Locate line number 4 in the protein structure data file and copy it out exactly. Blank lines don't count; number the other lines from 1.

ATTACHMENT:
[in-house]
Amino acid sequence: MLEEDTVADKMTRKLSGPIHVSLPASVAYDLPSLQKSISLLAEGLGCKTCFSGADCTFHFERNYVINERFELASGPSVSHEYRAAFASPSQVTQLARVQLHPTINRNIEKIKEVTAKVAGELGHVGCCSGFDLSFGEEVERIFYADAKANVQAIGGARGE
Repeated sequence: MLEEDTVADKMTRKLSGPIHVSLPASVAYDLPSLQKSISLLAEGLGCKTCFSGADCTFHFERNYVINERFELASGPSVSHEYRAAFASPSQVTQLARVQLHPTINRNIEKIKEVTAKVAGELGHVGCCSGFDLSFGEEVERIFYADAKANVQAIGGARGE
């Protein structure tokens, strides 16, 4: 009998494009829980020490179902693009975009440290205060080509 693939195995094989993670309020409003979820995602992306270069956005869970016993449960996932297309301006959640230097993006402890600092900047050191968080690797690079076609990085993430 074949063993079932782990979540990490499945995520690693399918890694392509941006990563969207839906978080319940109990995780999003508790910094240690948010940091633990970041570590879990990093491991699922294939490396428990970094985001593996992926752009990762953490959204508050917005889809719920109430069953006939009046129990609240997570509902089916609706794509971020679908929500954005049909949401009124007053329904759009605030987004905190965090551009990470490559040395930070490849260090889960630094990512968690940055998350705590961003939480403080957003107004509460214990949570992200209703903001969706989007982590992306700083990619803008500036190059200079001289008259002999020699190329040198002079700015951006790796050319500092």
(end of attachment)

């Protein structure tokens, strides 16, 4: 009998494009829980020490179902693009975009440290205060080509 693939195995094989993670309020409003979820995602992306270069956005869970016993449960996932297309301006959640230097993006402890600092900047050191968080690797690079076609990085993430 074949063993079932782990979540990490499945995520690693399918890694392509941006990563969207839906978080319940109990995780999003508790910094240690948010940091633990970041570590879990990093491991699922294939490396428990970094985001593996992926752009990762953490959204508050917005889809719920109430069953006939009046129990609240997570509902089916609706794509971020679908929500954005049909949401009124007053329904759009605030987004905190965090551009990470490559040395930070490849260090889960630094990512968690940055998350705590961003939480403080957003107004509460214990949570992200209703903001969706989007982590992306700083990619803008500036190059200079001289008259002999020699190329040198002079700015951006790796050319500092």